Sunday, August 7, 2016

Iles des Saintes, Dominica, Guadeloupe

Our new life is one month old. Things have fallen into something like predictability, mysteries have been solved, confidences gained, habits curtailed, and routines established. Already the boat has come slightly undone. We imagine returning with the boat in much the same shape as when we found her. This time the wear will be from use instead of neglect. Smudges stand out on the topcoat from careless dingy approaches, the staysail has been torn and patched, and much of the teak has found its way out of the varnish to silver in the sun. The wind and water don't stand down from watch. Around the clock they work to defeat our barriers, turning the weakness of metals into rust, sagging the fabrics around the cockpit. The deck box I once cherished was given away to the first willing fisherman in Iles des Saintes. Unsanded and unpainted epoxy mounds cover the holes were that box once was. Maybe we will sand and paint, maybe not, but the V-berth is as dry as an archaeological dig.

The elements have worked on us as well. We are all shades of bright white and brown, covered with cuts, bruises, and big flakes of sea salt stand out on our knees and forearms. The rules of this life are abundantly clear. A beautiful boat does not matter; a dry boat is non-negotiable. Refrigeration isn't necessary. It's actually quite freeing to give up the scleping of ice for a warm rum punch. It also
feels better to eat plain pasta than risk throwing a bag of chicken overboard. We have learned to provision sparingly. We don't eat half as much as we anticipated, and everything goes bad very quickly, though our vacuum-sealed Sam's Club Gruyere has only improved after three weeks in the bilge. Showering is also overrated; if you both smell it doesn't matter. These concessions to the sailing life make icy bottles of beer and fresh water showers truly exquisite.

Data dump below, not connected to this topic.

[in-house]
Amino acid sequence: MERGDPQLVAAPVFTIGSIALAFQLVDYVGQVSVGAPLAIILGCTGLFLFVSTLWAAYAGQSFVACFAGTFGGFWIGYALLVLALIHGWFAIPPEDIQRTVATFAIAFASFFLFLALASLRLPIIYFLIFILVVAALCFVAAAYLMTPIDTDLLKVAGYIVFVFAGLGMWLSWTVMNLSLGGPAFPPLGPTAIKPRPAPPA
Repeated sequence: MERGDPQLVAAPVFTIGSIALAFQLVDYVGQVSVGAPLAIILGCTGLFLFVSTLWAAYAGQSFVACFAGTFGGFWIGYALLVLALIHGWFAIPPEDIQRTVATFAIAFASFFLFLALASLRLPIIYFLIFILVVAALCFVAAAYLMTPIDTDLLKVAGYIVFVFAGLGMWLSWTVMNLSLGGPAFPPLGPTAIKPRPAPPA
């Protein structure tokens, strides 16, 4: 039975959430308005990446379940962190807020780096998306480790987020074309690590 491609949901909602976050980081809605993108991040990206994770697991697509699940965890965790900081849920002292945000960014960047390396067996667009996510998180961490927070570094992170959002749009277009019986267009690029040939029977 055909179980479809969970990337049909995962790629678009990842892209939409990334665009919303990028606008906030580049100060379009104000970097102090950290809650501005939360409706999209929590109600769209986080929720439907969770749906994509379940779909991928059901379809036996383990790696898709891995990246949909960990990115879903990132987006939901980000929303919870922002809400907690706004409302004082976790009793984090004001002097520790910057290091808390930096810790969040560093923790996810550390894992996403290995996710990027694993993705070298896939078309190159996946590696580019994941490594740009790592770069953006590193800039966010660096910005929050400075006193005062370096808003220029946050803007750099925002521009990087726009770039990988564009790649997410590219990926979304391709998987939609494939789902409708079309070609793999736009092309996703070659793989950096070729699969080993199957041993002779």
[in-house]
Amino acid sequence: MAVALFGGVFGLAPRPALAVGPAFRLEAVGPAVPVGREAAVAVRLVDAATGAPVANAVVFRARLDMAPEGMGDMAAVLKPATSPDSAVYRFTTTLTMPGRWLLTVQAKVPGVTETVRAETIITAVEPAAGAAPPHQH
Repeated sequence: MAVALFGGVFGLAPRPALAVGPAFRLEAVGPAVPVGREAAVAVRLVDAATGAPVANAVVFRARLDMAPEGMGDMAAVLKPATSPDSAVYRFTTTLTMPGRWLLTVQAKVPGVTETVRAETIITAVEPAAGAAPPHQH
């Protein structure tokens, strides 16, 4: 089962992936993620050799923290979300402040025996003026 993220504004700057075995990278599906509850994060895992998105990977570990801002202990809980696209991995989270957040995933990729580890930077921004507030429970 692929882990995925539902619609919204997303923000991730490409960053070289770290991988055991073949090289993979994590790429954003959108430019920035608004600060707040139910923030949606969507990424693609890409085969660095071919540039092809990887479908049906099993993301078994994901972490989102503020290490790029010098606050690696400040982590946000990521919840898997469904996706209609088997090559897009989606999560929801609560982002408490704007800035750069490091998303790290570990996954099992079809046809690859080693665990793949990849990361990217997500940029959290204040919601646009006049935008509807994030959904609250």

People like to say that the two best days of boat ownership are the day you buy the boat and the day
 you sell the boat. I hate that saying. The best two days for us are the first day we arrive in port and the first day we are underway. Those days are filled with the unknown. I love when we approach a new port and what seemed like solid shoreline defines itself, revealing an entrance and a protected
harbor.  We locate the mooring field or anchorage, and making our plan for approach, I look at the turquoise water and the little harbor town for signs of life. Our boat finds its swing on the line and we take the dingy ride to shore, at first so adventurous and quickly so routine. We usually look for cold beer first and find a terrace in the sun where Max can order a Heineken and I a Carib. Coldest beers so far were from Loft Cafe in Rousseau, Dominica. Also the cheapest. Our first night in port combines three of my favorite things: cold drinks, clean sheets, and a thorough shower on the deck.

In Iles des Saintes, our second stop, we enjoyed Napoleon's legacy through pate and butter smeared on fresh baguettes and steep hikes to forts packed with goat and hermit crab squatters. We walked the small town day after day, snorkeled the reefs, ate at a fancy restaurant with our table in the
sand, and worked on the boat for the first half of each day. We attempted to fix the leaking toe rail, extracted and re-bedded key portholes, and gave the dingy a complete overhaul. After six days we were done with Iles des Saintes. We loaded up on baguettes, petite cans of foie gras, rich French butter, and set out for Dominica. The truth is that if we start to feel like we are on vacation too much, something essential is lost. So now we know to move on after about six days.